pertaining to the sea. He issued information to the Press bearing on
Germany’s conduct of her naval warfare. He made pleas for an embargo on
the export of arms and ammunition. He received from Count von Bernstorff
all information which the Ambassador obtained bearing on that question,
and, on one occasion, the Count sent him a list of the countries which
had forbidden the export of war supplies.

The conviction throughout the country has been steadily growing, since
the exposure of von Papen’s methods, that Boy-Ed was not an innocent
associate of the military attaché. The Federal authorities, in fact,
have unearthed a large amount of evidence to show active participation
by Boy-Ed in these enterprises, for to him they simply were part of the
war of Germany on her enemies. Colonel Roosevelt, who has made a special
study of Germany’s crimes on neutral territories, has expressed the
sentiment of Americans in a speech at the Academy of Music, Brooklyn, on
January 30, 1916, in these words:

“The German and Austrian Governments through their accredited
representatives in the embassies here have carried on a campaign of bomb
and torch against our industries. The action our government should have
taken in view of this campaign was not action against Dumba, von Papen
and Boy-Ed, but the holding of the German and Austrian Governments
themselves responsible for every munition plant that was blown up or

The roll of Boy-Ed’s associates, as indicating his knowledge of plots of
violence, is illuminating. He employed Paul Koenig for a series of
secret activities. He was said to have known Captain Eno Bode, dock
superintendent of the _Hamburg-American Steamship Line_ in Hoboken, and
Captain Otto Wolpert, another dock superintendent, both of whom, it is
charged, were involved in a bond conspiracy.

Boy-Ed and von Papen, in many secret conferences on board the
_Vaterland_ in Hoboken, where they were sure of no eavesdroppers,
developed details of their war on America and the campaign of violence
on land and on sea to stop the carrying of munitions of war to England,
France and Russia. Von Papen superintended the campaigns on land and
projected his work upon the seas. The moment, however, the schemes, as
papers found in von Igel’s possession prove, had anything to do with the
sea, he consulted Boy-Ed.


One of the causes for the summary dismissal of both Boy-Ed and his
confrère, von Papen, from America, was their schemes to involve this
nation in a conflict with Mexico, to bring about American intervention
in that country and thus prevent America’s supply of explosives and
rifles from being used exclusively against Germany. Boy-Ed, prior to the
war, had opposed the suggestion of intervention, but he changed his mind
when he began to appreciate the fact that America in arms would take the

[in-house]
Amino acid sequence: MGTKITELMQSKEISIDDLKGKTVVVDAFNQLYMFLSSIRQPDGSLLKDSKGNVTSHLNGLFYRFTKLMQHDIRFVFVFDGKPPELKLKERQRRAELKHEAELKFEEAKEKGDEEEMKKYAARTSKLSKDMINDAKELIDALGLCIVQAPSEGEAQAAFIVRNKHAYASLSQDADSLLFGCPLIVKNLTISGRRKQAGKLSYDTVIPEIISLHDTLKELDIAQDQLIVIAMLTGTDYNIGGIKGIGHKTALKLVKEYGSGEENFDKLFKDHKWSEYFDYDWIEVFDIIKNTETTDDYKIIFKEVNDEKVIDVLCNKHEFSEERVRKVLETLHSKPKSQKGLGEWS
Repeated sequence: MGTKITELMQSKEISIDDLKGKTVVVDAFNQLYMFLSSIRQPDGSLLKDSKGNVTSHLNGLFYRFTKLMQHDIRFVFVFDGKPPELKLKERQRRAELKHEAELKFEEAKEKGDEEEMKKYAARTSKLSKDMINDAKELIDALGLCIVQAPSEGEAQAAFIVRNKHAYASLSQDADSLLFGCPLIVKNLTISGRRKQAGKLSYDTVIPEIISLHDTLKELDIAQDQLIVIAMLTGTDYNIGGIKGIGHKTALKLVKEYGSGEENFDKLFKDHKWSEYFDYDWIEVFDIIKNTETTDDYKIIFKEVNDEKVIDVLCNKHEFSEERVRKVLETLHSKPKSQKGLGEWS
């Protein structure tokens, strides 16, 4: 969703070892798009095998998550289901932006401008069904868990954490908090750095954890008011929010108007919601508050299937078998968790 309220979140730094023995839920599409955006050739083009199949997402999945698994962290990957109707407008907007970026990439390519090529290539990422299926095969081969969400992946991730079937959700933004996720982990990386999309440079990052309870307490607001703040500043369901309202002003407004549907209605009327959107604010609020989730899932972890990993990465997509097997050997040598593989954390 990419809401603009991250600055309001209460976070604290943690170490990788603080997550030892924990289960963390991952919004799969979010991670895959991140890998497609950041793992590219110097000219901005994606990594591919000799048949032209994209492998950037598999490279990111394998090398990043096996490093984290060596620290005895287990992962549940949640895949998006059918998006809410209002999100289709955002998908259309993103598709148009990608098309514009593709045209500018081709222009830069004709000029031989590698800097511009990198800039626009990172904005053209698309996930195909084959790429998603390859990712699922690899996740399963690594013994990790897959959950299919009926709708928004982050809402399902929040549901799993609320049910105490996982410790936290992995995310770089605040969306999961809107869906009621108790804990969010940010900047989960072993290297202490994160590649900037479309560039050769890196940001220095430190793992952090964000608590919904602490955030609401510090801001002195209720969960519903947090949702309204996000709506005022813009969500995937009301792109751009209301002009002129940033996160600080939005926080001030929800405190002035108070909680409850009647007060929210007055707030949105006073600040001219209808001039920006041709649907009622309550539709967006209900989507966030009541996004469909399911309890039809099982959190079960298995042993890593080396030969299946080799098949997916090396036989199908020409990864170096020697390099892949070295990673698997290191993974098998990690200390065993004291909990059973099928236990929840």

powder, high explosives and rifles that Europe was buying. He always was
a warm supporter of General Huerta, for, when von Papen was in Mexico,
getting acquainted with Huerta, Boy-Ed, addressing his colleague there,
wrote: “I was especially pleased by what you wrote about Huerta, the
only strong man in Mexico. In my opinion, Admiral von Hintze was not
quite right in his estimate of him. For Huerta can scarcely be such a
drunken ruffian as Hintze often implies, if only because a chronic
drunkard could hardly have kept so uncertain a position under such
uncommonly difficult circumstances. I met a number of people in Mexico
City who were in close touch with Huerta, and without exception they all
spoke very highly of the President’s patriotism, capacity and energy.”


Of Boy-Ed’s schemes to do his share in preparing, from a naval
standpoint, for war between Germany and the United States, of the plots
to create disorganization in the American seaports and to render the
German merchantmen useless to Americans, much evidence has been gathered
by Federal investigators. Of his methods in getting information secretly
from the Navy Department and from battleships, of his placing spies,
ready for any deed of daring, on the warships, a greater amount of
information has been learned than ever will be made public by the
Government. Suffice it to say precautions already have been taken
against those schemes. All these formed the basis for the decision to
hand Boy-Ed his passport. Summing up Boy-Ed’s work for the Kaiser in
America, accordingly, we have his supervision of the shipment of
supplies to the German raiders, his activities in fraudulent passports
and his co-operation with Dr. Dumba. When President Wilson requested the
Kaiser to recall his military and naval representatives, he made the
announcement that his action was due to “their improper activities in
military and naval affairs,” a double-barrelled assertion applying to
both men.